Each day started with Les demonstrating the skills needed to turn a variety of different shaped boxes. If you've seen Les demonstrate, you'll know that not only does he bring a lot of humour into his demos, his explanations of technique and skills are clear and precise. Such clarity and precision really helped me improve my box-making. Later in the day, Nick then showed a range of ideas for how to texture, colour and decorate our boxes. Nick's level of expertise and talent needs no comment - if you've seen examples of his work, it is impossible not to be impressed with his use of colour and texture. Great teachers inspire and enthuse - and this is exactly what Nick and Les did. I just wish I hadn't been struck down with illness immediately afterwards, as I was desperate to get into my workshop when I got home. Still, Christmas holidays are coming, and workshop time is getting closer.
I tried a couple of ideas that Nick demonstrated for the boxes I made. My first effort needed a bit more work on the colouring and my knob was too small, but I was happier with my second one. While neither box is yet finished (that annoying man flu again), they will be finished off soon. I'm pretty sure that the next few boxes I make will of course be influenced by what I learnt on the course, and I'd like to acknowledge the part the Les and Nick have played in setting me off down this course. There is a generosity in the woodturning world about sharing ideas, but there has to also be a recognition of those who have influenced us, even if we end up making something quite different by the time we get further down our making path. So, Les and Nick, thank you for a fantastic weekend - and thank you for the way your teaching and encouragement will help shape the future direction of my woodturning.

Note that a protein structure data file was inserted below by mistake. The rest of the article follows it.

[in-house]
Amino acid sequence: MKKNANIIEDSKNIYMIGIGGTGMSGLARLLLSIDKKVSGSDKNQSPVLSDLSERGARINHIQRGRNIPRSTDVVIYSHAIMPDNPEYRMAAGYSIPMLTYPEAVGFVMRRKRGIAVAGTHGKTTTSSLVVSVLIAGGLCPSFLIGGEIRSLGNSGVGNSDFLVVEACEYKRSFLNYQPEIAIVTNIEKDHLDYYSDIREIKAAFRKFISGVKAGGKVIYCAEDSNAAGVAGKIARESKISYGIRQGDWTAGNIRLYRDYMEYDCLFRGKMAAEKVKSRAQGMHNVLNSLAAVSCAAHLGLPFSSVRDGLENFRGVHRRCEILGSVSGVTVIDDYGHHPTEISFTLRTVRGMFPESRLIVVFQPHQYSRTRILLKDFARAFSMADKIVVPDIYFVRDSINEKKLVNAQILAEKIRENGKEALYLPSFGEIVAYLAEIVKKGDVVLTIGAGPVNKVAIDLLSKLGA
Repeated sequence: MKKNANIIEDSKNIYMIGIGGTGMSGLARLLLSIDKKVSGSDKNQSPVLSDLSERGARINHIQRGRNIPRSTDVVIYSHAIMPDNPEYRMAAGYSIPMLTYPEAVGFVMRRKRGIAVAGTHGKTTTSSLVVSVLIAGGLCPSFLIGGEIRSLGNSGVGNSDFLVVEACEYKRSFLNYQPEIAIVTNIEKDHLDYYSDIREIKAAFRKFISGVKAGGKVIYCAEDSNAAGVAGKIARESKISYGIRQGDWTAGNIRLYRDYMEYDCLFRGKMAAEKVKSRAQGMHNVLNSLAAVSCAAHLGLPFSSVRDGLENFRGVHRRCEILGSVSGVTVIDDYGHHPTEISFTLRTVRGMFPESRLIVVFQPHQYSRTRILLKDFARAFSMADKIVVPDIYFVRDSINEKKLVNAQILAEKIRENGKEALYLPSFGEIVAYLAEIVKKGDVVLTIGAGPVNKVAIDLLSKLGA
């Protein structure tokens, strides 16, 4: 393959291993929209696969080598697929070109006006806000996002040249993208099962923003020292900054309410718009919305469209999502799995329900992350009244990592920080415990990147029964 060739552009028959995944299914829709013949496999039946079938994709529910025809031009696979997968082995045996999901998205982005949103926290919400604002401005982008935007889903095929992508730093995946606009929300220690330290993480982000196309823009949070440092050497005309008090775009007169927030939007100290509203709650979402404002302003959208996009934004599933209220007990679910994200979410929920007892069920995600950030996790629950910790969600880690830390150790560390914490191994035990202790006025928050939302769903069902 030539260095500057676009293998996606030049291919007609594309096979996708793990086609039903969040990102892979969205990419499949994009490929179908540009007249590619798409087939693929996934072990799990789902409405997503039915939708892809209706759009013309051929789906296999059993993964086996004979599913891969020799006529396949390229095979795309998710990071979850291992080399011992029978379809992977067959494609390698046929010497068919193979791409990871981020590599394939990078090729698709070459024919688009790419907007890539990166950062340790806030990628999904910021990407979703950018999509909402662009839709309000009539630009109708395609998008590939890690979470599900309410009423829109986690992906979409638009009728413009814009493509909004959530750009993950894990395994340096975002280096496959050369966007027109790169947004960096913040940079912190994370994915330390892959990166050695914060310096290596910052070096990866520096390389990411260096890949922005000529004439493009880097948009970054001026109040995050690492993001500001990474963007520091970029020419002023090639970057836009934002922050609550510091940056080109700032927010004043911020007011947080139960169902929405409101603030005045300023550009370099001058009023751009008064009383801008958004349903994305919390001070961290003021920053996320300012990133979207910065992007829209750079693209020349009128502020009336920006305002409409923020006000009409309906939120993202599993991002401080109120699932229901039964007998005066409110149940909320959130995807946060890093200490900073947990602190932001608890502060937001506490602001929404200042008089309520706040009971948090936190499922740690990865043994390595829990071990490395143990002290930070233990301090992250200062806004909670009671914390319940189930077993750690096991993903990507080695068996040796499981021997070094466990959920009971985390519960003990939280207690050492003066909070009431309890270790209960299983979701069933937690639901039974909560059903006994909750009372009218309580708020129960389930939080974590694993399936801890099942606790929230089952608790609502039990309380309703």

As I said at the start, the weekend was one of the workshops offered by the Association of Woodturners of Great Britain. I only joined this year, and wish I'd done so when I started woodturning. Many woodturning clubs are associate members of the AWGB, but an individual membership gives you the chance to enjoy a range of benefits. I highly recommend becoming a member - who knows, it could be you on the next course Nick and Les offer!
...but this time, I got in to the shed! In fact, I got into two sheds, as I visited a friend from one of my woodturning clubs on Saturday morning and spent a couple of hours going through some airbrushing techniques. It was a very well organised shed as well - having everything needed for turning and colouring. I don't know how many of us get to spend time to fellow turners, but it should definitely be encouraged.
My own shed time came today, when, inspired by my texturing techniques video, I finally got round to my first completely useless piece of textured and coloured work. There was definitely a plan in mind, and some of it was realised. Alas, some of it fell a bit short of my imaginings...need to get the skill set improved. And how do you that? In the words of the huge multi-national corporation...you just do it. So I did. Well, nearly...or not so nearly, depending on how critical your critical eye is. Suffice it to say, I'm calling it naive art (some of you might go for primitive; some for childish!) Still, it was a very valuable learning experience. I'm not sure if it's true, and I can't actually be bothered to work out the maths, but I have heard you need 10,000 hours of practice to achieve mastery of a skill or craft, or mistressery or whatever the gender neutral term of choice might be. So I still have many thousands of hours to go.